The consecration of the process of reappropriation of public, institutional and social space in Kabylie by the original inhabitants found a legal breach through the Jonnart Law proclaimed on 4 February 1919 by Charles Jonnart and allowing the Algerians to elect and be elected to the municipal assemblies.

Thus, the first post-war municipal elections took place in Algeria on 30 November 1919, in which Mohamed Seghir Boushaki and Emir Khaled participated.

The struggle of Mohamed Seghir after 1919 revolves around the struggle in colonial legality, while remaining hostile to naturalization but also fighting for equality between native Algerians and French colonizers in a very difficult context.

The election of Mayor of Ménerville (Thenia) and his deputies took place on Sunday, 7 December 1919, in the elections of the Municipality where "César Boniface" as mayor, and his deputies "Auguste Schneider", "Georges Egrot" And "Samuel Juvin", were elected all with 23 votes out of a total of 24 voters.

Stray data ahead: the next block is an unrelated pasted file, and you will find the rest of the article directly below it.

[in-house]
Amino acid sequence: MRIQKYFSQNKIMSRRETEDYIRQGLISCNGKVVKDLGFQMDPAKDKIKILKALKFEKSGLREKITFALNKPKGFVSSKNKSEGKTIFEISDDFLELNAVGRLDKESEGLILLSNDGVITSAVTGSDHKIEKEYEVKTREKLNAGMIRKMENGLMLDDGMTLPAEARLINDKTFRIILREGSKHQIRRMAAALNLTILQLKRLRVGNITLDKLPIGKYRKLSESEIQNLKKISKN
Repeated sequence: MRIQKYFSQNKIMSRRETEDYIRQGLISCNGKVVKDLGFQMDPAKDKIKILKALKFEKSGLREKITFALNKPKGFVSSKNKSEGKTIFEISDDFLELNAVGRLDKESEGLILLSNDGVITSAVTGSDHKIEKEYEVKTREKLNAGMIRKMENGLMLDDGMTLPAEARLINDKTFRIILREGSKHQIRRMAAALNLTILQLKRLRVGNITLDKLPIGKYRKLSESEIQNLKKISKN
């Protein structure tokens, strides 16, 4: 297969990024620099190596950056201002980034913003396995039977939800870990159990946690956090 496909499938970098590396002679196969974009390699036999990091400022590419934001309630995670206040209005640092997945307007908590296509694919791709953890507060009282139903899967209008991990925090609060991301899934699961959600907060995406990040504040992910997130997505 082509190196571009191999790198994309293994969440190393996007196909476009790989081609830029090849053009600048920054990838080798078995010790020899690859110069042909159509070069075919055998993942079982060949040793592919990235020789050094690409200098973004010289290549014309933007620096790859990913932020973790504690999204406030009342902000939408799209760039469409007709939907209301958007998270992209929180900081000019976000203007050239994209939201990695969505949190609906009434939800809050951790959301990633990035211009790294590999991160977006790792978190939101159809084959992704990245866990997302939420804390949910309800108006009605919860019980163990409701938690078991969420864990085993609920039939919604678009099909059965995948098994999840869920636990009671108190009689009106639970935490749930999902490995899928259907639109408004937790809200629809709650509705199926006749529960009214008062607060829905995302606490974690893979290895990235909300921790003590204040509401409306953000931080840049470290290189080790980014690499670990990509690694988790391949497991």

Mohamed Seghir was elected as city councilor representing the Douar of "Thala Oufella (Soumâa)" in the Municipality of Ménerville within the "César Boniface" team for 5 years from 1920 to 1925.

Several other Algerian councilors sat at the Ménerville Town Hall next to Mohamed Seghir and represented their respective Douars surrounding the colonial city.

Entryism

As early as 1920, Mohamed Seghir Boushaki with Emir Khaled integrated the political strategy of entrenchment into the administrative apparatus and the colonial cultural sphere, equipped with the elective immunity that enabled them to travel the Department of Algiers without hindrance to meet the nationalist elites of all edges.